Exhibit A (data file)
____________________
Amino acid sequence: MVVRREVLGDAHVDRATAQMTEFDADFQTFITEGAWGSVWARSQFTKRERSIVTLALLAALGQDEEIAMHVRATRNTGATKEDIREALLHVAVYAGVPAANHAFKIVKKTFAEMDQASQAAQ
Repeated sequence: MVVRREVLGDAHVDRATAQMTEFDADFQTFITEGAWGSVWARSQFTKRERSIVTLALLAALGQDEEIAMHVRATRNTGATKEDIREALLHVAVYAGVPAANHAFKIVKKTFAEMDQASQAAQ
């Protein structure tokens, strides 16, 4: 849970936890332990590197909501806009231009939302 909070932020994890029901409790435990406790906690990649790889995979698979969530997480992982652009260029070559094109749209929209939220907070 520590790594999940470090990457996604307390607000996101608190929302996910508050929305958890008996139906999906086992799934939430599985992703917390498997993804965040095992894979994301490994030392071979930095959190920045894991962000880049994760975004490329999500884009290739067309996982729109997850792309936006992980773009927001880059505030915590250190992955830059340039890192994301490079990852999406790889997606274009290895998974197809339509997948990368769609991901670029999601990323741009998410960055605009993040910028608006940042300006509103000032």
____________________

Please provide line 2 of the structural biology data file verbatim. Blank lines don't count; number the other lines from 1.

Repeated sequence: MVVRREVLGDAHVDRATAQMTEFDADFQTFITEGAWGSVWARSQFTKRERSIVTLALLAALGQDEEIAMHVRATRNTGATKEDIREALLHVAVYAGVPAANHAFKIVKKTFAEMDQASQAAQ